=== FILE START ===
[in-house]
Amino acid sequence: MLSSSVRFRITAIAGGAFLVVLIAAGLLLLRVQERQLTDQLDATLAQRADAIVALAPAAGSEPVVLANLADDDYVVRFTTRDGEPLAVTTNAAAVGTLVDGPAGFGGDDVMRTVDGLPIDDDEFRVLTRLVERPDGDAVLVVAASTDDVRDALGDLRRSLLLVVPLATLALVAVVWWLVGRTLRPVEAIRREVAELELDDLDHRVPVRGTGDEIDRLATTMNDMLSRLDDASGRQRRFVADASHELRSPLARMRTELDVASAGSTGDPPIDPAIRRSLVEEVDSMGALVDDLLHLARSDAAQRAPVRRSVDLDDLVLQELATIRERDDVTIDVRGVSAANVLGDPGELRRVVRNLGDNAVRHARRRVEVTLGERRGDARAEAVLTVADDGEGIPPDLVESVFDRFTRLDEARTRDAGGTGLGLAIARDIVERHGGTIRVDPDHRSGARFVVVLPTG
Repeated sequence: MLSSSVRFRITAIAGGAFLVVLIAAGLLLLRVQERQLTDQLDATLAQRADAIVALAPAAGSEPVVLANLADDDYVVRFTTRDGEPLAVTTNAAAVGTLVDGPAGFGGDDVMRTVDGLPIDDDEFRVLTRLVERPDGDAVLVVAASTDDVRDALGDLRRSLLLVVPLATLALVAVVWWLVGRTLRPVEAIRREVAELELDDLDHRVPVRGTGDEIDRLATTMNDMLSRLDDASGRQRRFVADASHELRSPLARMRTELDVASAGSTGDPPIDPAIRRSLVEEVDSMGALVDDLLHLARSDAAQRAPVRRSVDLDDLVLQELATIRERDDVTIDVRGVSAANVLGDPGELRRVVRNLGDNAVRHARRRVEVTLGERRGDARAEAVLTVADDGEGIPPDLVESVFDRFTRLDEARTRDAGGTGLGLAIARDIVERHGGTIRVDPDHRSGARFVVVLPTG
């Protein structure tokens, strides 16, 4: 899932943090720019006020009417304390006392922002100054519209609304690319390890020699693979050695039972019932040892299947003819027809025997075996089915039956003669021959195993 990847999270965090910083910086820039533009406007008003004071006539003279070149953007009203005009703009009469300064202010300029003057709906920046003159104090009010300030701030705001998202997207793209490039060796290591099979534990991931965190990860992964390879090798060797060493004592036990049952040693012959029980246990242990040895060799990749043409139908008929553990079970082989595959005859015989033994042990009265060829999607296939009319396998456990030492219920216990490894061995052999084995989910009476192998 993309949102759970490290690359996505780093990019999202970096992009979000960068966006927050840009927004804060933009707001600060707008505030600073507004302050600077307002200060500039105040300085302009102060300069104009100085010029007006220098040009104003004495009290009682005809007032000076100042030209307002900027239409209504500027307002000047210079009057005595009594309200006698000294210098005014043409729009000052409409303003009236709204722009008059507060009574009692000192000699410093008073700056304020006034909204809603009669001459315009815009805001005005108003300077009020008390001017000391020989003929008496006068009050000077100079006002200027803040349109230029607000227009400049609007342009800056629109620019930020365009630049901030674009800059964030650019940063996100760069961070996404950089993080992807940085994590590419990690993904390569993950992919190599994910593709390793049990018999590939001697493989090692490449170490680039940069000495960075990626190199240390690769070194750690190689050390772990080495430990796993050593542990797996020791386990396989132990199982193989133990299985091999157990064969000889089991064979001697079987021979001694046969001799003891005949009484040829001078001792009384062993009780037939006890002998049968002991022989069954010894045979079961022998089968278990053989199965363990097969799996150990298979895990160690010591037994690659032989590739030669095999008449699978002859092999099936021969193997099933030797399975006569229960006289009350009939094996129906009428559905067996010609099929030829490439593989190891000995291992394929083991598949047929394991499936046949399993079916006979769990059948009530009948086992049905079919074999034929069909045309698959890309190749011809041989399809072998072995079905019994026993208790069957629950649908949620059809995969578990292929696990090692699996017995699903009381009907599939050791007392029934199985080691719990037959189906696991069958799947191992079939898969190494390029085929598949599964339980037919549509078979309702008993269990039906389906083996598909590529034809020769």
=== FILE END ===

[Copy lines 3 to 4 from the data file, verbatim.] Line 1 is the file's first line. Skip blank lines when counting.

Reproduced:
Repeated sequence: MLSSSVRFRITAIAGGAFLVVLIAAGLLLLRVQERQLTDQLDATLAQRADAIVALAPAAGSEPVVLANLADDDYVVRFTTRDGEPLAVTTNAAAVGTLVDGPAGFGGDDVMRTVDGLPIDDDEFRVLTRLVERPDGDAVLVVAASTDDVRDALGDLRRSLLLVVPLATLALVAVVWWLVGRTLRPVEAIRREVAELELDDLDHRVPVRGTGDEIDRLATTMNDMLSRLDDASGRQRRFVADASHELRSPLARMRTELDVASAGSTGDPPIDPAIRRSLVEEVDSMGALVDDLLHLARSDAAQRAPVRRSVDLDDLVLQELATIRERDDVTIDVRGVSAANVLGDPGELRRVVRNLGDNAVRHARRRVEVTLGERRGDARAEAVLTVADDGEGIPPDLVESVFDRFTRLDEARTRDAGGTGLGLAIARDIVERHGGTIRVDPDHRSGARFVVVLPTG
């Protein structure tokens, strides 16, 4: 899932943090720019006020009417304390006392922002100054519209609304690319390890020699693979050695039972019932040892299947003819027809025997075996089915039956003669021959195993 990847999270965090910083910086820039533009406007008003004071006539003279070149953007009203005009703009009469300064202010300029003057709906920046003159104090009010300030701030705001998202997207793209490039060796290591099979534990991931965190990860992964390879090798060797060493004592036990049952040693012959029980246990242990040895060799990749043409139908008929553990079970082989595959005859015989033994042990009265060829999607296939009319396998456990030492219920216990490894061995052999084995989910009476192998 993309949102759970490290690359996505780093990019999202970096992009979000960068966006927050840009927004804060933009707001600060707008505030600073507004302050600077307002200060500039105040300085302009102060300069104009100085010029007006220098040009104003004495009290009682005809007032000076100042030209307002900027239409209504500027307002000047210079009057005595009594309200006698000294210098005014043409729009000052409409303003009236709204722009008059507060009574009692000192000699410093008073700056304020006034909204809603009669001459315009815009805001005005108003300077009020008390001017000391020989003929008496006068009050000077100079006002200027803040349109230029607000227009400049609007342009800056629109620019930020365009630049901030674009800059964030650019940063996100760069961070996404950089993080992807940085994590590419990690993904390569993950992919190599994910593709390793049990018999590939001697493989090692490449170490680039940069000495960075990626190199240390690769070194750690190689050390772990080495430990796993050593542990797996020791386990396989132990199982193989133990299985091999157990064969000889089991064979001697079987021979001694046969001799003891005949009484040829001078001792009384062993009780037939006890002998049968002991022989069954010894045979079961022998089968278990053989199965363990097969799996150990298979895990160690010591037994690659032989590739030669095999008449699978002859092999099936021969193997099933030797399975006569229960006289009350009939094996129906009428559905067996010609099929030829490439593989190891000995291992394929083991598949047929394991499936046949399993079916006979769990059948009530009948086992049905079919074999034929069909045309698959890309190749011809041989399809072998072995079905019994026993208790069957629950649908949620059809995969578990292929696990090692699996017995699903009381009907599939050791007392029934199985080691719990037959189906696991069958799947191992079939898969190494390029085929598949599964339980037919549509078979309702008993269990039906389906083996598909590529034809020769």